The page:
How To Grow A Sedum Lawn
Here are the steps to grow a sedum lawn:
1) Choose The Right Location
Do not plant Sedum just anywhere because that may impair their growth. Instead, your lawn gets direct sunlight (at least 6 hours daily) and has good drainage. Also, ensure there’s no standing water.
2) Clear The Area
Remove all weeds, rocks, and debris from your lawn before planting Sedum. Additionally, loosen the soil using a tiller or rake.
3) Prepare The Soil
Since Sedum does better on soil with a pH of between 6.0 and 7.0, test the soil pH and add any necessary amendments to adjust the pH. Moreover, add compost or other organic matter to improve soil fertility and drainage.
4) Plant The Sedum
Establish a sedum lawn using small sedum plugs, sedum tiles, or sedum mats. Depending on the variety, the plugs should be spaced at about 6 to 12 inches. Use sedum mats or sedum tiles to cover larger areas.
5) Water And Fertilize
Water your lawn until the Sedum is properly established. After that, Sedum requires minimal watering. Promote healthy growth by applying fertilizer (slow release) in the fall or spring.
Sedum Lawn Care
As mentioned earlier, sedum ground cover requires little maintenance, but you must still do certain things to keep the plants healthy and your lawn looking great. Below is a sedum lawn care guide.
Despite being drought-tolerant, you must regularly water a sedum lawn during the dry seasons. Like any other lawn, when watering Sedum, supply water deeply and infrequently rather than giving the plants a light sprinkling daily.
Sedum does not require a lot of fertilizer, but you can apply a slow-release, organic fertilizer in the spring and fall to aid healthy growth. However, keep off high-nitrogen fertilizers because they will make your Sedum lawn leggy and flop over.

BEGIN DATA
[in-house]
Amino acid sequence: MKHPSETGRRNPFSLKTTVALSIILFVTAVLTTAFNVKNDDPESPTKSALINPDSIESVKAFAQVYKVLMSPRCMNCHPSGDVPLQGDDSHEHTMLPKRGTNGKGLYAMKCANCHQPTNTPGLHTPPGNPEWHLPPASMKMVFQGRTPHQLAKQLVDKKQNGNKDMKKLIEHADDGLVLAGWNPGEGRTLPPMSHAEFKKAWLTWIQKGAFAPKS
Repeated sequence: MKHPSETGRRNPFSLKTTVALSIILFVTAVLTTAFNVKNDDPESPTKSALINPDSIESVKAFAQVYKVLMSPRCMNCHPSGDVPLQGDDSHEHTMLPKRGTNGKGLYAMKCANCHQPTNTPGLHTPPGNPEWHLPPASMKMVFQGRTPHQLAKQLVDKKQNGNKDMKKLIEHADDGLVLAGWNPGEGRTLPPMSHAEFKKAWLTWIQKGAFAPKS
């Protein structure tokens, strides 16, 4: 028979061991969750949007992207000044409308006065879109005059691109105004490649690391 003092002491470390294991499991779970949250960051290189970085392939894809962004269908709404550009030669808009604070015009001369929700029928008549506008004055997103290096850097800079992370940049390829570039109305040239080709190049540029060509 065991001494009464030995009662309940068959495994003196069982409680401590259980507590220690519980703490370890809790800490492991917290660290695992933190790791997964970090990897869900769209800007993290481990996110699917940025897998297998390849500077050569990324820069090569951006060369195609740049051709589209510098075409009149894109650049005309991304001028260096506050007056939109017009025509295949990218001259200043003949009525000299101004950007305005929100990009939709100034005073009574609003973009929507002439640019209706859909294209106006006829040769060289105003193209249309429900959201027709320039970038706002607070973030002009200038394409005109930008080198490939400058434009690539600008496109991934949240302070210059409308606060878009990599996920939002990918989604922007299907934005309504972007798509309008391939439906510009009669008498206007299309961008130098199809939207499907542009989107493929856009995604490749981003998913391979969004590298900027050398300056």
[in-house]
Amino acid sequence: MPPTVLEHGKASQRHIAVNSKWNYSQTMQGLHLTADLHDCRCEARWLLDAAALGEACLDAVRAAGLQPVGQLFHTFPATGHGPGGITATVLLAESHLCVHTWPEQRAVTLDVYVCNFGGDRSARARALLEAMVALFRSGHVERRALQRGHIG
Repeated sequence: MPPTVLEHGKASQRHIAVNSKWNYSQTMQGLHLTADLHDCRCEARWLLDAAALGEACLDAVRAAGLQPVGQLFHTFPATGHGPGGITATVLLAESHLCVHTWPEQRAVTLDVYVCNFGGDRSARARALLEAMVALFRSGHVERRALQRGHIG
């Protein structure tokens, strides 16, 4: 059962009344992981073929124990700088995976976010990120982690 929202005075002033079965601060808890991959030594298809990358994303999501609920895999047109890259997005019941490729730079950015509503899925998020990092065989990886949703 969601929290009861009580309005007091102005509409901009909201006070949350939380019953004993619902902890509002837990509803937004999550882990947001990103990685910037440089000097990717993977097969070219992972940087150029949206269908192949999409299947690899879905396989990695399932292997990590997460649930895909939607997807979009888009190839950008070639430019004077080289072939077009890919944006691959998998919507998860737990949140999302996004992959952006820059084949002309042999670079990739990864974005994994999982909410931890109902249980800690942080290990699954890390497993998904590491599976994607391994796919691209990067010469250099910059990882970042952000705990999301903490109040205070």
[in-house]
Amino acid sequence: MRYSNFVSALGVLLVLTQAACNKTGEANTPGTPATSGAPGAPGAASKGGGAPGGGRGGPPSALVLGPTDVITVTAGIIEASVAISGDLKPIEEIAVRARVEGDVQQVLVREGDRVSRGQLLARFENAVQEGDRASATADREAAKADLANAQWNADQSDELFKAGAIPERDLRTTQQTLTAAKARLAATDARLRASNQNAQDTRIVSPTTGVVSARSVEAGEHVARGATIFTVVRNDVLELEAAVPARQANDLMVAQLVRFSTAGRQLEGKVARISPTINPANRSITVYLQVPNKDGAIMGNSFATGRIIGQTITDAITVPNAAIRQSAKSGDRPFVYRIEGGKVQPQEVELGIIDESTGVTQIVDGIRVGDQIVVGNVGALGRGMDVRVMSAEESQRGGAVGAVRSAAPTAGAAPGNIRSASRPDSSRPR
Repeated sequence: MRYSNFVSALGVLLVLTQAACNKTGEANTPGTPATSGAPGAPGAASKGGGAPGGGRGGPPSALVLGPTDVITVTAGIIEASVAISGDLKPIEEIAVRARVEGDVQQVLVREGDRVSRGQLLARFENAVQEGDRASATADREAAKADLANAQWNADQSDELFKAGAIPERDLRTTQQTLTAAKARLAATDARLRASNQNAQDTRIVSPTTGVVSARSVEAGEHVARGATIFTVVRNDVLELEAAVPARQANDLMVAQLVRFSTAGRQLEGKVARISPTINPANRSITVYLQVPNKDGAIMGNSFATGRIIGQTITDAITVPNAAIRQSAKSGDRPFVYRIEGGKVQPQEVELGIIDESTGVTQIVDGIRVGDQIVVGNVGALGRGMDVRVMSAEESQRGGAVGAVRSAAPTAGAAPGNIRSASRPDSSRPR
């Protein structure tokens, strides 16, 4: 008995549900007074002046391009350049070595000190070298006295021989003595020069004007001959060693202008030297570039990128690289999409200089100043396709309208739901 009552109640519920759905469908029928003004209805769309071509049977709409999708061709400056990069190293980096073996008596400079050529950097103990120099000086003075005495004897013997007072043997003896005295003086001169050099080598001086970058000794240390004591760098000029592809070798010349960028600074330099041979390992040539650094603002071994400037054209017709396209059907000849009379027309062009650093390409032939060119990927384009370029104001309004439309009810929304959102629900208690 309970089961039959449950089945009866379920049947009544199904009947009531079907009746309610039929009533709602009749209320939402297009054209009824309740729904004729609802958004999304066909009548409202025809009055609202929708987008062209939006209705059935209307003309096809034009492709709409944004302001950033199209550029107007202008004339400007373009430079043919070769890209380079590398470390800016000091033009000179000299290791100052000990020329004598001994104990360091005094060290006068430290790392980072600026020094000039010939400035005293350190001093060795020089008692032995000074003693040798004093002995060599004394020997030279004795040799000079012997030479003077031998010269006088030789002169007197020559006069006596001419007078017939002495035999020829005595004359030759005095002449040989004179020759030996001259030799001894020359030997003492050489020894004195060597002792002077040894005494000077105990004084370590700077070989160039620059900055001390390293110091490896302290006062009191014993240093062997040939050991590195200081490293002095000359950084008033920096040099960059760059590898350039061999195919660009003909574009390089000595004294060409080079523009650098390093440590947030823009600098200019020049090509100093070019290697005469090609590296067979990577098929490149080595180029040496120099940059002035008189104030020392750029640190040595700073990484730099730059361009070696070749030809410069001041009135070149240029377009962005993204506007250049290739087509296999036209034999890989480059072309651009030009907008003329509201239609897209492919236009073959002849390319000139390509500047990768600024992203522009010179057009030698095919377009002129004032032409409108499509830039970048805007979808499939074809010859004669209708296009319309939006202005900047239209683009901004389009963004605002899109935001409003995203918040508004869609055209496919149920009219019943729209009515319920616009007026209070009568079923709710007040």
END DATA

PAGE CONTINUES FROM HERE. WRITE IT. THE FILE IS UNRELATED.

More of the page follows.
Trim any dead or damaged Sedum stems and foliage in the spring to encourage new growth, leaving your lawn looking more appealing. In addition, trimming keeps Sedum from getting too tall or leggy.
d) Pest and Disease Control
While Sedum is typically disease and pest-resistant, it can occasionally be affected by spider mites, aphids, or fungal diseases. Use an insecticidal soap or other non-toxic treatments to control aphids and remove any affected foliage to prevent the fungal diseases from spreading.
Sedum lawns can be susceptible to weeds, so keeping the area weed-free is important. The weed control strategies you can employ include hand-pulling weeds or applying organic herbicides because chemicals can damage Sedum plants.
f) Seasonal Care
Allow the Sedum to die back naturally in the fall rather than trimming it. This will provide winter interest and a habitat for beneficial insects. In the spring, encourage fresh growth by removing any dead foliage.
Popular Sedum Ground Cover Varieties
There are around 600 varieties of Sedum, so finding one that will suit your lawn won’t be too hard. The popular varieties include:
1) Sedum acre (Gold Moss)
It’s a perennial, mat-growing, low-growing, mat-forming evergreen succulent ground cover that produces bright yellow, star-shaped flowers and bright green, conical leaves. It’s ideal for containers, edging, ground cover, and rock gardens.
2) Sedum kamtschaticum (Orange Stonecrop)